Safeguarding your Supply Chain
The ongoing COVID-19 pandemic has taught us many lessons, one of which is that diversification is one of the key elements in the ongoing success of a business. In this case, we are talking about diversifying your supply chain, because as we have seen recently, when supplies dry up, revenue plummets.
Supply chain risks for your business It goes without saying that if your business is reliant on a sole supplier, you are likely exposing your business to significant risk. Even if that supplier is in Australia, they can raise their prices or go out of business themselves. This leaves you struggling to find a new supplier while your customers are waiting on their orders. If your supplier is overseas, as we have seen recently with suppliers in China, then disruptions in these overseas countries can have a seriously negative effect on your business.
So as businesses everywhere struggle with the ongoing pandemic, it’s a good idea to review your suppliers and look at strategies for diversification. Start by identifying the risks to your supply chain. For example, we all remember the toilet paper scare in Australia where supplies dried up practically overnight. The supply chain couldn’t keep up with demand and vendors were left empty handed.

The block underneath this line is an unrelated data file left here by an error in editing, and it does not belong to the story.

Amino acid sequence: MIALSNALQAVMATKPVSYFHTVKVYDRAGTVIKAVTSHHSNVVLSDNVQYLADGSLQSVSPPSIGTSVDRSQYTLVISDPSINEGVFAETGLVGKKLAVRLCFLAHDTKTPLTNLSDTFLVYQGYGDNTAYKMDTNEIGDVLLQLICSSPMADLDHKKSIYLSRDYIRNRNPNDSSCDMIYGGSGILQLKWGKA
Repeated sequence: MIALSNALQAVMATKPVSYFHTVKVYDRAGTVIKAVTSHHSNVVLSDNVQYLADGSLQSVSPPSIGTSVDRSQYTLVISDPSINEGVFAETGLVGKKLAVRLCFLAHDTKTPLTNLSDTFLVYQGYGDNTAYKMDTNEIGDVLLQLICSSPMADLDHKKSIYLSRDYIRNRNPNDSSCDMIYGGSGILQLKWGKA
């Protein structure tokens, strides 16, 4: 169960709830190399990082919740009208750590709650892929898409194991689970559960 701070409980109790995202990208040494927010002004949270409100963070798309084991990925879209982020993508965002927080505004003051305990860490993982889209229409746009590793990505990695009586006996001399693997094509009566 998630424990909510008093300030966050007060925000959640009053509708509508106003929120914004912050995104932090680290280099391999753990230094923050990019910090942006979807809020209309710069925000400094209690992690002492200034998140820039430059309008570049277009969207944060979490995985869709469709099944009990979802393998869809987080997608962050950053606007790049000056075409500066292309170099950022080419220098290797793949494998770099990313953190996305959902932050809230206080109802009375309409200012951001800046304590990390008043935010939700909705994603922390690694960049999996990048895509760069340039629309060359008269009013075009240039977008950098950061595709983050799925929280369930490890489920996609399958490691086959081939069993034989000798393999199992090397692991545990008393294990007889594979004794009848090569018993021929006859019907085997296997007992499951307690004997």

An unusual increase in demand, that might at first seem to be a bonus for your company, can leave your business unable to trade due to a lack of products. Another problem can be that your supplier can’t get hold of the materials to manufacture the products. There’s also the risk that overseas suppliers can be caught up in regulatory issues in their own country or go out of business for a variety of reasons.
Diversification is key to your ongoing success The result of any disruption to your supply chain is a loss of revenue, which if it’s ongoing can lead to a reduced market share, as customers turn to other vendors. Even if your supply chain recovers, you might have lost these customers for good to your competitors. There’s also the problem of trying to find new suppliers at short notice, because this can reduce your negotiating power and result in inflated prices. Don’t forget that if you have been contracted to supply a certain volume of product to a third party then you can actually be sued for breach of contract, which is a whole different problem. Finally, your company’s reputation can be severely damaged due to the inability to supply products to customers.